Even worse, however, were the chain of command failures and willful malfeasance. You don’t set the fox to guard the henhouse, and for God’s sake, you don’t set the CIA and the Military Intelligence spooks in charge of the prison. If there’s any MOS (military occupational specialty) with more unearned beer-in-the-rear arrogance than the Military Police, it’s Military Intelligence. Yes, I’m a trucker — Transportation Corps, to be all official-like — and I always hated those fuckers, and made sure they came up a couple pallets short of eggs and milk on every load I could. But the culture: of course the CIA and Military Intelligence bossed the rest of them around. What did you expect? What was the tone that the Bush administration had set, from the highest level? Why wouldn’t a soldier suppose that these are “enemy combatants”, without any human rights whatsoever?

I’ll suggest that the events shown in these photographs are driven by a policy dictated from that same highest level: those who oppose American interests in any way — from car theft to car bombings — are terrorists and enemy combatants, and therefore deserve whatever they get, up to and including humiliation, torture, and murder. In other words, the Bush administration set the agenda, the CIA fell in line and dictated policy to Military Intelligence, who ran the prison and made sure that the MPs followed their line. These part-time soldiers, as despicable as they may be, hardly acted alone, but rather did what they did in an environment of comfort and encouragement, as we’ve seen from other pictures of the prison.

And now they’ll be hung out to dry, with zero consequence for Military Intelligence or the CIA, never mind the civilian contractors. Good: in their spineless glee, they deserve to hang and twist and kick. But others do, as well, and much more so. Why is there no talk of the resignation of General Myers, when the four-star Air Force idiot freely admitted that he sat on the report for weeks, and hadn’t even read it yet when the shitstorm broke?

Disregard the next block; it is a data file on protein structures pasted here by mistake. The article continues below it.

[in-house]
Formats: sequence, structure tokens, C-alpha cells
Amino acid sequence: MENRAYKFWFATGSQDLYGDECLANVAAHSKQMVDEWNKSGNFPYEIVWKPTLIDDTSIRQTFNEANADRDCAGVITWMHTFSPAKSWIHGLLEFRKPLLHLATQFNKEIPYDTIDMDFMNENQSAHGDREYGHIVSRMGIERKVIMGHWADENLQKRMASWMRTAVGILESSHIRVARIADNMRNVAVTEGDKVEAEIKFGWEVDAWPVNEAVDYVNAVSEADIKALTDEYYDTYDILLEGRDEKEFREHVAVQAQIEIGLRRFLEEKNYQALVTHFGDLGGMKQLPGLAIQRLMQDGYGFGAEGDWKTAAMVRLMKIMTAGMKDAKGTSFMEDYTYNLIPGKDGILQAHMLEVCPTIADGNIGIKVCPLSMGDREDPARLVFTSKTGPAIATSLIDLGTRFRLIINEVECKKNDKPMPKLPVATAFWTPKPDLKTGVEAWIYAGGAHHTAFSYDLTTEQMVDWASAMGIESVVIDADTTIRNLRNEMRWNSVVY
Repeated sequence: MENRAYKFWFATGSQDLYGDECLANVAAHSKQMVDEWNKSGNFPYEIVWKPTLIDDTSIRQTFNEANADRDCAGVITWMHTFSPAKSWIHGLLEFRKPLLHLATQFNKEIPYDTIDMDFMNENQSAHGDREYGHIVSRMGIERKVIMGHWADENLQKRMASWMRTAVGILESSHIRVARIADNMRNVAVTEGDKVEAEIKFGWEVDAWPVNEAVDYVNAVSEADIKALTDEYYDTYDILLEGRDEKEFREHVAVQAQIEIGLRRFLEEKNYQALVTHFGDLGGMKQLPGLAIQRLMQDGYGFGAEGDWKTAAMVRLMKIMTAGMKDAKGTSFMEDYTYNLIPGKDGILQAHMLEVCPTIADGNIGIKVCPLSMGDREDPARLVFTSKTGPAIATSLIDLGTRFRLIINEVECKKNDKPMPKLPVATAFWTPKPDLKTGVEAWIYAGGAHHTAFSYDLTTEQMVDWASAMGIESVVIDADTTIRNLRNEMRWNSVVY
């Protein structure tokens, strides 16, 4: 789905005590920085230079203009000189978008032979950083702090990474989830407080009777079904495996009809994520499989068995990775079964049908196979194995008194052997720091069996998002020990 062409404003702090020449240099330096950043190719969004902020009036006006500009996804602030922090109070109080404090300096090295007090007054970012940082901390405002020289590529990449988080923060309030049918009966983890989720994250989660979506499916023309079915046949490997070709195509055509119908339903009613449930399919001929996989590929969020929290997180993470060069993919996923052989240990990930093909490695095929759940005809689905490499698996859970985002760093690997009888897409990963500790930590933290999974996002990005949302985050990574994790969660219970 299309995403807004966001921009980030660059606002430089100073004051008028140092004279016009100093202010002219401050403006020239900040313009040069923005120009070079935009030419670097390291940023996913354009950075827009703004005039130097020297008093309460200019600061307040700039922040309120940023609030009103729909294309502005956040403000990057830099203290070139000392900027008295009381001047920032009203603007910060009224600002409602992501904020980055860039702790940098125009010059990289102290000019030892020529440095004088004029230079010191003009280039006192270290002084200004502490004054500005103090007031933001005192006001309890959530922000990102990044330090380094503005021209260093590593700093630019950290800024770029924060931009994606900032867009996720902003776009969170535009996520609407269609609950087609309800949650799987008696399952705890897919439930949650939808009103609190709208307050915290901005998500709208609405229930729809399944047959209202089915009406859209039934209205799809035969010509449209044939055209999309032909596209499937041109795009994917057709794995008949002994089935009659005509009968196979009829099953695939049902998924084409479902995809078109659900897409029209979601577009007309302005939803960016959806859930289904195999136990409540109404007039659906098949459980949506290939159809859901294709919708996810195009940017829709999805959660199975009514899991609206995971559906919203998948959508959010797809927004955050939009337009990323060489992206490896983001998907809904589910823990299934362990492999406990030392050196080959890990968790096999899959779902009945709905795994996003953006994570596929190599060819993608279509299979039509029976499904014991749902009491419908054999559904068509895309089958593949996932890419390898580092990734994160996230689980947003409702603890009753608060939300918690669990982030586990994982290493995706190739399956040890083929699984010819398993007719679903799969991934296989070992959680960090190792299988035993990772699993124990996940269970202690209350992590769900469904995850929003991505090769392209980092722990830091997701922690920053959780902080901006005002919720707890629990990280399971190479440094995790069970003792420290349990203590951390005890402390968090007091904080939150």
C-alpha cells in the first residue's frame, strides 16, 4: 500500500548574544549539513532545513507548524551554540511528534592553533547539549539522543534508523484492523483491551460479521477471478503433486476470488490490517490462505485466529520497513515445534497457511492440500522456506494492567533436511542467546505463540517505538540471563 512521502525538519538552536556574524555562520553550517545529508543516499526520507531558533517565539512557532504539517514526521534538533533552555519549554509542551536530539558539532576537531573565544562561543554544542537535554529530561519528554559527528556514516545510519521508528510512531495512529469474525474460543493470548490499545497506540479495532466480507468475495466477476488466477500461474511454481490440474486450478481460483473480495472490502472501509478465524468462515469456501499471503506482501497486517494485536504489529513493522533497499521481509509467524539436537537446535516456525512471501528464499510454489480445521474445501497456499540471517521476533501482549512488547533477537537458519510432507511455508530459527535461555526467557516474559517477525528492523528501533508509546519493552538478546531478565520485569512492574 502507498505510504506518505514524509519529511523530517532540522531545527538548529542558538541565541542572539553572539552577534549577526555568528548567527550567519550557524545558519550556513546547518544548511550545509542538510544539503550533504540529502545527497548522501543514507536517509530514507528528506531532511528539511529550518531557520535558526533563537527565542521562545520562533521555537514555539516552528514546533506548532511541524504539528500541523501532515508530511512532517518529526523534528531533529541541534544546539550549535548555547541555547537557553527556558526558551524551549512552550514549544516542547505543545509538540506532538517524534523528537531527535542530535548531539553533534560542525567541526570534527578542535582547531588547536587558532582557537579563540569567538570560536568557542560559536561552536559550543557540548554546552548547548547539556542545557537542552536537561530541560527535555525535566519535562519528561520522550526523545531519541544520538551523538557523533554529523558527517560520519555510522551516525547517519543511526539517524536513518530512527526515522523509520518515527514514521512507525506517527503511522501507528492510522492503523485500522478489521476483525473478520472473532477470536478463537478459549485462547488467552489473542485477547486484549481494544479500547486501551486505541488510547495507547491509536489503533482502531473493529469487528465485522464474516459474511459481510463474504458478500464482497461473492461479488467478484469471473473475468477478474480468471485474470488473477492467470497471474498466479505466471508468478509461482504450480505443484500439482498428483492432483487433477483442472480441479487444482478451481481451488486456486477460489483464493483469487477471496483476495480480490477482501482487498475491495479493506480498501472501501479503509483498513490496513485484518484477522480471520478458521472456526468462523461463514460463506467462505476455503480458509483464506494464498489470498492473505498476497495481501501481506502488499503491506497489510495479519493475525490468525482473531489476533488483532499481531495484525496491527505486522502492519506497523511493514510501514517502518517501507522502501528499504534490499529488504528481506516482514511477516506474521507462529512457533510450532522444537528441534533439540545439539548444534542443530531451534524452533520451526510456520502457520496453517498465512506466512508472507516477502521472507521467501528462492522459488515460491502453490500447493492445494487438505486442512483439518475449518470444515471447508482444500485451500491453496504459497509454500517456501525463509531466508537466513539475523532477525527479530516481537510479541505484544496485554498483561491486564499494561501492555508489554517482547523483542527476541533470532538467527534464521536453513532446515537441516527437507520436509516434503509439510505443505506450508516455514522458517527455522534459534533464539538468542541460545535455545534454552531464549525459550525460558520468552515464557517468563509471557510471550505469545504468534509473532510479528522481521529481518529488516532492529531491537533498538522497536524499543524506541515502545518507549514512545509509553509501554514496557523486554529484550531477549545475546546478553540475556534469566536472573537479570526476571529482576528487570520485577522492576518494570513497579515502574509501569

Twelve years ago, I thought joining the Army was a good thing, and loved the people I served with. I got a couple medals, even. I used to be proud of having served. Now? Hell no. I’d never sign up. Not in a million years. The soldiers I knew — Rob, I hope you’ll back me up here — don’t do what you saw in those pictures. Soldiers — my soldiers, my friends — don’t do that.

I’m ashamed of my peers. Deeply. Even more so of my country, of a country that would offer such approval of an administration that enables these practices, and of the sycophantic apologists for that administration. Rumsfeld and Bush are a disgrace to the tradition of honorable military service, and a disgrace to the nation.

The Photos

24 thoughts on “The Photos

  • May 7, 2004 at 1:00 am

    I didn’t look at them and I didn’t continue reading here because I’m not sure what you’ve said. I thought about blogging earlier that I wish they’d put ratings on the articles. I just can’t stand some of it. It doesn’t just disgust me, it plagues me. I found myself driving down the interstate this afternoon with images (just based upon the *snippets* I read) and feeling that I would vomit in my car. God, if I’d known what I was going to read, I swear I would not have read it. I just cannot handle it. I prayed loud freakishly appealing prayers, and turned the radio on to scour it from my brain before I picked up my kids.